Along the glistening streets we strolled, finally reaching Checkpoint Charlie (one of the crossing points between West Berlin and East Berlin in the Cold War). We could see an old-fashioned army outpost with two actors dressed up like American soldiers who were posing for photos with tourists. By this time we too were growing weary, so we hopped onto the metro and found our way back to the hotel where we relaxed for a while before heading out to dinner at a nearby Italian restaurant. We all slept very well that night.

Today's post was almost called: Golden Ladies, Green Men, and Colourful Things You Should Not Do To Sausages

Thursday, 23 February 2017

October 2016 Abridgment

October marked the beginning of a series of shorter house sits, which we took for lack of more long-term options. 
The first was a flat in Leytonstone, east London, where we looked after a gentleman thug cat named Bowie. He was the sweetest boy with us, but apparently would regularly come into the house after a day's exploring with a limp or scratch (or even once a chunk of his ear missing).

Leytonstone is in close proximity to Epping Forest, so one day we went for a stroll. Though referred to as a "forest", I dare say that it was far from the tree-infested spaces that normally accompany such a word. While some areas of the forest contained semi-dense foliage, much of the park was open fields with the occasional tree or shrub popping up. Nevertheless, we had a good time catching imaginary creatures with the Pokemon GO app, and finding legit holly bushes - with berries! (These were something I had previously never seen in real life, hence the overly excited face.)

With only a week in Leytonstone, we didn't manage to get to know the suburb very well, but I was impressed with the café selection from the two I visited: The Wild Goose Bakery whipped up a mean soy chai latte, and it paired nicely with a decadent mini vegan chocolate cake; I had gone into All You Read is Love on the last day of the house sit, and felt immediately cosy with the book-lined walls and mismatching furniture - they even had vegan brownies and a large choice of teas (and Nabokov and Murakami novels)!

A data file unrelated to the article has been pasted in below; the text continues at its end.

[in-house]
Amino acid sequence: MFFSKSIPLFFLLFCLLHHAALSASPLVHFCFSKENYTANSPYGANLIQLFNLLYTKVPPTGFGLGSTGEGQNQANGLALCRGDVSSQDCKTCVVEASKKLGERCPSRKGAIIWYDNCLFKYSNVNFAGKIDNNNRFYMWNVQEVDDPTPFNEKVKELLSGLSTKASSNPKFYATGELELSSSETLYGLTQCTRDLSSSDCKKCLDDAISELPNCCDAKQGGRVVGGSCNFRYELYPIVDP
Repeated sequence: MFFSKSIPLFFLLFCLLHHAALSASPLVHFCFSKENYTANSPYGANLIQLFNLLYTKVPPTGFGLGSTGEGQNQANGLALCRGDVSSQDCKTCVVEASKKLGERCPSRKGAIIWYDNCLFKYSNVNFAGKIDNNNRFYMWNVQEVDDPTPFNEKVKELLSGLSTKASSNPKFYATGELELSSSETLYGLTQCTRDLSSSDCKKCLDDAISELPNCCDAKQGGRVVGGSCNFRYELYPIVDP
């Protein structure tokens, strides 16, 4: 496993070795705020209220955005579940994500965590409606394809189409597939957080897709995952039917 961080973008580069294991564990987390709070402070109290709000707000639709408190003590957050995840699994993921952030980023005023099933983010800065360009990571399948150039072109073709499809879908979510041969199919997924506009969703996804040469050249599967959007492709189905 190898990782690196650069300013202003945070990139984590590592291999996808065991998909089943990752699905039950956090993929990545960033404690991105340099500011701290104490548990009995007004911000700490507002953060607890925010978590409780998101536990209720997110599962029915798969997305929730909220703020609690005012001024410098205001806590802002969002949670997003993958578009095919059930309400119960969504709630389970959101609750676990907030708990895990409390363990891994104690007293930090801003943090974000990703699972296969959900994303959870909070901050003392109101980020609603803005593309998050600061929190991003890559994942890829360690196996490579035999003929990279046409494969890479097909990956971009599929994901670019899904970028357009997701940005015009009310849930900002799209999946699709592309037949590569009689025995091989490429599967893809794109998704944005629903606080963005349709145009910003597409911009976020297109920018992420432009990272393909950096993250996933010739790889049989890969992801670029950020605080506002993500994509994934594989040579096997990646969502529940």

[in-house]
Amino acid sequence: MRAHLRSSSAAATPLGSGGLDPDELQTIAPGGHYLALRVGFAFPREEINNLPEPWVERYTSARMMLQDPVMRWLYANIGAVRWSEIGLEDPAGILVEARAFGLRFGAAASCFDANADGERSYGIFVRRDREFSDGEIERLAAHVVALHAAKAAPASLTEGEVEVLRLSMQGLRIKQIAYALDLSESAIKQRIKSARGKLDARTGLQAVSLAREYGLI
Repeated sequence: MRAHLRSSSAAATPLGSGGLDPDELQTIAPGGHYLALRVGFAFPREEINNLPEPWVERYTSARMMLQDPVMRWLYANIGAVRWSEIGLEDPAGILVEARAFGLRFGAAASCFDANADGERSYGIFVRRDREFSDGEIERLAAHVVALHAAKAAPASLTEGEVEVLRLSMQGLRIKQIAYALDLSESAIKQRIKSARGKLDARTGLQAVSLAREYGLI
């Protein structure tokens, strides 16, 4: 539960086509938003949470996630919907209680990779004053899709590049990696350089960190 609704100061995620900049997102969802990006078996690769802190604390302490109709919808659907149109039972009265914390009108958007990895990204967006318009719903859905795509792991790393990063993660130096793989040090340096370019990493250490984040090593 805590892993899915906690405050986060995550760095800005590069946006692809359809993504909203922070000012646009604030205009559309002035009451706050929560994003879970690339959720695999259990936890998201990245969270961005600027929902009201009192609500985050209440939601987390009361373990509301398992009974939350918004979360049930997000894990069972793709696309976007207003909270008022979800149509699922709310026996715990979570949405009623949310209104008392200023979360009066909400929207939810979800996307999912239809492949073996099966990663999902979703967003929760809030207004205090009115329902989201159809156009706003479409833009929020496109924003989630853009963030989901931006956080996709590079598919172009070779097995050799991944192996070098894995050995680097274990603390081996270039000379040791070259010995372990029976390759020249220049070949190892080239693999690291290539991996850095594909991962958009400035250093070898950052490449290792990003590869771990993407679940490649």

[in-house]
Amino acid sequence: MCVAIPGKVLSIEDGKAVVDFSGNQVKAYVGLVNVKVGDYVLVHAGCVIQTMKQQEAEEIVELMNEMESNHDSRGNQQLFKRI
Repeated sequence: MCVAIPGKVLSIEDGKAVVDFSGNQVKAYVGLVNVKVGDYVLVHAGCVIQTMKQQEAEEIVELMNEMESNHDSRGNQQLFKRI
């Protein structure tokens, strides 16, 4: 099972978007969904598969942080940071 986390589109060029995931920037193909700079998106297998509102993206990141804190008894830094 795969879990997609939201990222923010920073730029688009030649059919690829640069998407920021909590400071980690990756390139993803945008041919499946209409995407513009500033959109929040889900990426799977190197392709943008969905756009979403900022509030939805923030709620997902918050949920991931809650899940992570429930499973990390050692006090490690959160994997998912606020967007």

Our second house sit was in Highgate, north London, for Chutney the fluffy cat. He liked to sleep between us in the middle of the bed, and would often bring small leaves inside in his fur.

Just before starting this house sit, Yannick and I had taken a trip down to the Covent Garden Apple Store and picked up an iPhone SE for me! I was enraptured, and went about playing Pokemon GO (I had to use Yannick's phone to do so before, so usually only got a chance on weekends) and taking many photos. This one was from a bridge near the Highgate flat which has been nicknamed 'Suicide Bridge'. Sadly, many people have taken their lives here, and there have been efforts to stop this with tall spiked fencing. On the positive side, the bridge has a lovely view of the city!

A combination of Pokemon GO and being in an interesting area meant that I walked around a lot while in Highgate, sometimes up to four hours a day. I especially liked the nearby Waterlow Park, brimming with stunning autumn colours, where many a Jigglypuff was caught and I once spotted a Charizard. The neighbouring Highgate Cemetery is home to the tomb of Karl Marx, which FYI is a Poke-Gym.

Annoyingly, the cemetery has a ticket booth and costs £4 to enter. I was outraged when I found this out. Even cemeteries in Paris are free, and they have a much higher proportion of famous people than Highgate. We refused to pay the admission, and instead walked around the perimeter fence and snapped some photos.

I had never been able to donate blood in New Zealand due to the weight restrictions (you have to weigh at least 50kg and I am very short). In the UK, they don't have set restrictions and I wanted to do a good deed, so went to the West End Donor Centre. I prepared by drinking plenty of water and treating myself to many cookies from Cookies and Scream. I'm not squeamish of needles or blood, and the whole extraction process was over fairly quickly, however after I stood up and was being walked to the waiting room, my vision started to grow dark around the edges and I told the nurse escorting me that I might pass out. She acted very fast and before I knew it, she had lowered me to the ground, took my scarf off, called over another nurse, and propped up my legs with a foam block. I felt quite silly, as everyone waiting to give blood were sat there, staring at me lying in the corridor, but at least I didn't faint. A couple of weeks later I received a text telling me that my blood had been used in the hospital, and I found out that I have blood type O+. 

Our third and final house sit in October was in Crouch End for an elderly cat called Freddie. In a stroke of good fortune, Crouch End is just down the road from Highgate, so we didn't have to trek cross-city like we have to for many new house sits.